?Final Price Realized includes Buyer’s Premium added to Hammer Price
Estimate: $ 8,000 - $ 12,000
(SLAVERY AND ABOLIITON--NARRATIVES.) GRONNIOSAW, JAMES ALBERT UKAWSAW. A Narrative of the Most Remarkable Particulars in the Life of James Albert Ukawsaw Gronniosaw, an African Prince, as Related by Himself. [viii], [i]-39 pages. 12mo, contemporary full sheep, spine with four bands; faint circular stain, a few light smudges to the title-page, with two contemporary ownership signatures (Sarah Pedder and Deborah Morris). bound in a nonce volume, together with; John Woolman's Serious Consideration on Various Subjects.  (first few pages nibbled at the bottom edge, obscuring the imprint) * Visions in Verse for the Entertainment and Instruction of Younger Minds. London: Dodsley, 1767 * The Fighting Sailor turned Peaceful Christian. London: Hinds,  * and Some Memoirs of the Life of John Roberts. London: Hinds, . Tipped in at the end of the volume is a 1914 letter addressed to a descendant of one of the original owners of this book, commenting on its contents. Bath: W. Gye [1770?]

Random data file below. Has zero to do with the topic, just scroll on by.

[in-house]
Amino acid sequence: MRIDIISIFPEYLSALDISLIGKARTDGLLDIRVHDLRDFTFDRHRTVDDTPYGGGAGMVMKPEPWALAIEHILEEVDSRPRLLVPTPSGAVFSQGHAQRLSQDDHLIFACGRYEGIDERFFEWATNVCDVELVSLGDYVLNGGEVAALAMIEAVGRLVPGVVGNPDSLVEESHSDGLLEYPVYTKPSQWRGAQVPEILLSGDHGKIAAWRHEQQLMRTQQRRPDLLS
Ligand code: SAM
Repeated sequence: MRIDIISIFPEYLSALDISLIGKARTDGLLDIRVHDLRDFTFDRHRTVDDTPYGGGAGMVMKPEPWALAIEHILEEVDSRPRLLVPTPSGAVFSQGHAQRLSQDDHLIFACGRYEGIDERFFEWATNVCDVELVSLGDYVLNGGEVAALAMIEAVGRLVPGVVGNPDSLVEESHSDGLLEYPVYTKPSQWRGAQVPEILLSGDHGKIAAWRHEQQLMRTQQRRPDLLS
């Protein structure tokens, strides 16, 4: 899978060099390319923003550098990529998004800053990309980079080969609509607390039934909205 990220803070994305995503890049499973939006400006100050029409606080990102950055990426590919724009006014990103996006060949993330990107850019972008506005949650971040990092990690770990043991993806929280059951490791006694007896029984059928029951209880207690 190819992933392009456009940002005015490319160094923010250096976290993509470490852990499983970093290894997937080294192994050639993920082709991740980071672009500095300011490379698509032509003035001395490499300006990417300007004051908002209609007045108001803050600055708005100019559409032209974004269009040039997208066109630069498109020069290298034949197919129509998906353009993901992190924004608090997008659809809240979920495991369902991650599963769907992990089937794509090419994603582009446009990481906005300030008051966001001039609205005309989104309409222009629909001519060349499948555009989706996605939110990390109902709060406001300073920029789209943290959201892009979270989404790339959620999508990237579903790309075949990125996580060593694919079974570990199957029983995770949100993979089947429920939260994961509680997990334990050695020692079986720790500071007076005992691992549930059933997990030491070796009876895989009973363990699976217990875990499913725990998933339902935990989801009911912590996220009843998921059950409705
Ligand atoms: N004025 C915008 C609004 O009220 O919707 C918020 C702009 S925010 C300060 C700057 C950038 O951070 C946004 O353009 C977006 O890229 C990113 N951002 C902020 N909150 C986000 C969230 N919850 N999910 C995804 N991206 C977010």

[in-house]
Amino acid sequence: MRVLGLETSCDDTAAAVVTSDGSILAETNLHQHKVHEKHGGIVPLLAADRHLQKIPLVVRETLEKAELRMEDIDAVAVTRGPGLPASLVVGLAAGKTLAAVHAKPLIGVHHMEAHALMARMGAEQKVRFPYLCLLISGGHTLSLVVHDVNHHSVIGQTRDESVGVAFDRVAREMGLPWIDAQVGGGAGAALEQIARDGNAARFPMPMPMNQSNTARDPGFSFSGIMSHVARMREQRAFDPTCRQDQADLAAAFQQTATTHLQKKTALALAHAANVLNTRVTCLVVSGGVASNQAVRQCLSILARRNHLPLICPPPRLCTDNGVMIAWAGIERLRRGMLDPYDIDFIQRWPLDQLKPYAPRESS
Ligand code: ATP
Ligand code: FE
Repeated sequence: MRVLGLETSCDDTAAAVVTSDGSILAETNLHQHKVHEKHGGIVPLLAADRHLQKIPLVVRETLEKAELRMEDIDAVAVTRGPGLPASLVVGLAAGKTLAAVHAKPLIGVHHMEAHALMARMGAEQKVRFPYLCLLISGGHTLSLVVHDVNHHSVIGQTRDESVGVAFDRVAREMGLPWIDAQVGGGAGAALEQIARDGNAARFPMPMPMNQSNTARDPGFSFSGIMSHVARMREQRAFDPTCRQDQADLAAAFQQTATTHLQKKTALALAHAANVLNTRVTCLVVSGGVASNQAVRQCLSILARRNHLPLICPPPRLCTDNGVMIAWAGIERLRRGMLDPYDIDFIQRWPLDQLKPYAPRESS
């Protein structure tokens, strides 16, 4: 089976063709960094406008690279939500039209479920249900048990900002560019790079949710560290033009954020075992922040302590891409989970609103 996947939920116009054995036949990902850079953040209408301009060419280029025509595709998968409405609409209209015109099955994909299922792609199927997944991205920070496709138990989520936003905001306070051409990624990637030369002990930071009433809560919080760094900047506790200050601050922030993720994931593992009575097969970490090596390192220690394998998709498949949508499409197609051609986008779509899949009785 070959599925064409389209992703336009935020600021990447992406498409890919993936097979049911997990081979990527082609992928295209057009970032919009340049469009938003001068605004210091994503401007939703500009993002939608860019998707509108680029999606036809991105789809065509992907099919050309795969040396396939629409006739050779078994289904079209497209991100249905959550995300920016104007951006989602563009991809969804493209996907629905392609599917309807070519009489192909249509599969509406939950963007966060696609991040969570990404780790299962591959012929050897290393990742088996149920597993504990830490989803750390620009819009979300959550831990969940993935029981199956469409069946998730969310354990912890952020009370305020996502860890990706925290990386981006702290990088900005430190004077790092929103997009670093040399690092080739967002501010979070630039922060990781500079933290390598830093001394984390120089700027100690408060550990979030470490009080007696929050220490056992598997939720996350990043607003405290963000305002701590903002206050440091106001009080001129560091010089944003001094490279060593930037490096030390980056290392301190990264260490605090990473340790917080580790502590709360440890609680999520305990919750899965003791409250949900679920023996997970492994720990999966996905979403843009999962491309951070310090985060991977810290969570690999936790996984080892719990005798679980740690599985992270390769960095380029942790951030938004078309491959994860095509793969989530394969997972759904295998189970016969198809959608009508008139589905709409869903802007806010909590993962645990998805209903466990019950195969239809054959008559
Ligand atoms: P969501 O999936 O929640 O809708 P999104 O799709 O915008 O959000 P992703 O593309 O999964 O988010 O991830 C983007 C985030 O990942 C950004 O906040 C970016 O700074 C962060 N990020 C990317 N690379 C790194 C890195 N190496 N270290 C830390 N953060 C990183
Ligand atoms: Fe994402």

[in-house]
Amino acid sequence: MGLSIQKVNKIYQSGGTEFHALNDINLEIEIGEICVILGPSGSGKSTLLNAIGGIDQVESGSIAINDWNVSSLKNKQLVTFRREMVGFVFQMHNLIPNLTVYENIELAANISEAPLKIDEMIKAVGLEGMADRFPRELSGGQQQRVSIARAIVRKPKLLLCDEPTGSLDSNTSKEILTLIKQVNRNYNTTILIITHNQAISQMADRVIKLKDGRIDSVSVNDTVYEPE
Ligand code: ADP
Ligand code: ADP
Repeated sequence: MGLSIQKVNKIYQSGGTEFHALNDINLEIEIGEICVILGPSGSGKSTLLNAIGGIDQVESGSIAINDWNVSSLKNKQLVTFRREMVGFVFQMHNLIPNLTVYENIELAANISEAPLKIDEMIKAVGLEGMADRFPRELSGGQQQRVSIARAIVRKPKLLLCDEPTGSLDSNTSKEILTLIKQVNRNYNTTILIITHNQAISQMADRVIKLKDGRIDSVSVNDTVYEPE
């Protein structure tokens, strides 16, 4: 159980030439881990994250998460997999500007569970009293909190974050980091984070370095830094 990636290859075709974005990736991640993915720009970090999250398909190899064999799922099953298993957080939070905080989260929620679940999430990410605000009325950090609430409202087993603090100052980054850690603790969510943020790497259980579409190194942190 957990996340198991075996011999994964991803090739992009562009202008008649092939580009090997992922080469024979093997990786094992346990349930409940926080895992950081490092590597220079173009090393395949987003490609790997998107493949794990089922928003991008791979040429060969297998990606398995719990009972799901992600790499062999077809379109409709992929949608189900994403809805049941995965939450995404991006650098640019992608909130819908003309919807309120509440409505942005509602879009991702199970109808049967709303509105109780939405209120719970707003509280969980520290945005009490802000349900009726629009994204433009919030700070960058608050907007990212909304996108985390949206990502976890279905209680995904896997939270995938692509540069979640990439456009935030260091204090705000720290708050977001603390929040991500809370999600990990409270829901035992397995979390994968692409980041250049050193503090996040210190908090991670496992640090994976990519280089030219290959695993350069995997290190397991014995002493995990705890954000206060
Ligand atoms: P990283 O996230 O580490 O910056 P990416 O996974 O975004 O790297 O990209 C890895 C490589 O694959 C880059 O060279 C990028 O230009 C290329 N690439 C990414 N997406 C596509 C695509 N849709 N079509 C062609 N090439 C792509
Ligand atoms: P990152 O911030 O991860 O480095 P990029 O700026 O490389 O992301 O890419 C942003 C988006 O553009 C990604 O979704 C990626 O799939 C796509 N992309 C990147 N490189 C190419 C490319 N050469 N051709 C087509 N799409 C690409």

one of the earliest printed slave narratives in the english language, and the first published book by an african in great britain. Prince James Albert Ukawsaw Gronniosaw (circa 1705-1775) was born in Bornu, Northeastern Nigeria. His family was well-to-do and he received a relatively advanced education, which served to stimulate what was already a lively imagination. So when some traders came with stories of great ships and white skinned people, the youngster decided to run off with them to the Gold Coast. But they instead sold him to a Dutch captain who took him to Barbados where he was sold twice again, the second time to Reverend Theodore Frelinghuysen, an influential New York minister and friend of the evangelical preacher George Whitefield. His mistress and her children introduced him to the religious works of Richard Baxter and John Bunyan and he became quite religious. When his master passed in 1747, automatically emancipating him, he instead chose to remain with the family but they all died within four years. James Albert (his Christian name) decided to go to England where his believed the people to all be good Christians, based on his contacts with a few decent men including the Rev. George Whitfield who had been kind to him while enslaved. After a complex series of events, including joining up with a privateer, he made his way to Britain. There he married Betty, a white English widow with a child, and started a family with her. Gronniosaw worked at odd jobs in Colchester, and Norwich, later moving to Kidderminster to support the family. His autobiography ends with a description of the poverty faced by many black people and the poor in general in Britain: "My wife, by hard labor at the loom, does every thing that can be expected from her towards the maintenance of our family; and God is pleased to incline the hearts of his People at times to yield us their charitable assistance; being myself through age and infirmity able to contribute but little to their support." Gronniosaw did see some money from the sale of his Narrative which went through several printings within his life time. The original cost of publishing, printing and distribution of his Narrative was paid for by Selina Hastings, the Countess of Huntingdon, who later paid for the publishing, printing and "book signing party" for Phillis Wheatley's "Poems on Various Subjects" in 1773. Some black scholars have been hard on Gronniosaw in that he is not more critical of the Atlantic slave trade. But then, his experience had been, in large part a fortunate one. On the other hand, his Narrative does provides us with a first-hand account of the treatment of blacks and the poor in general in 18th century Britain. Gronniosaw throughout his story maintains an attitude of abiding faith in some figure of divine providence that watches over and ultimately protects one's soul, if not their body.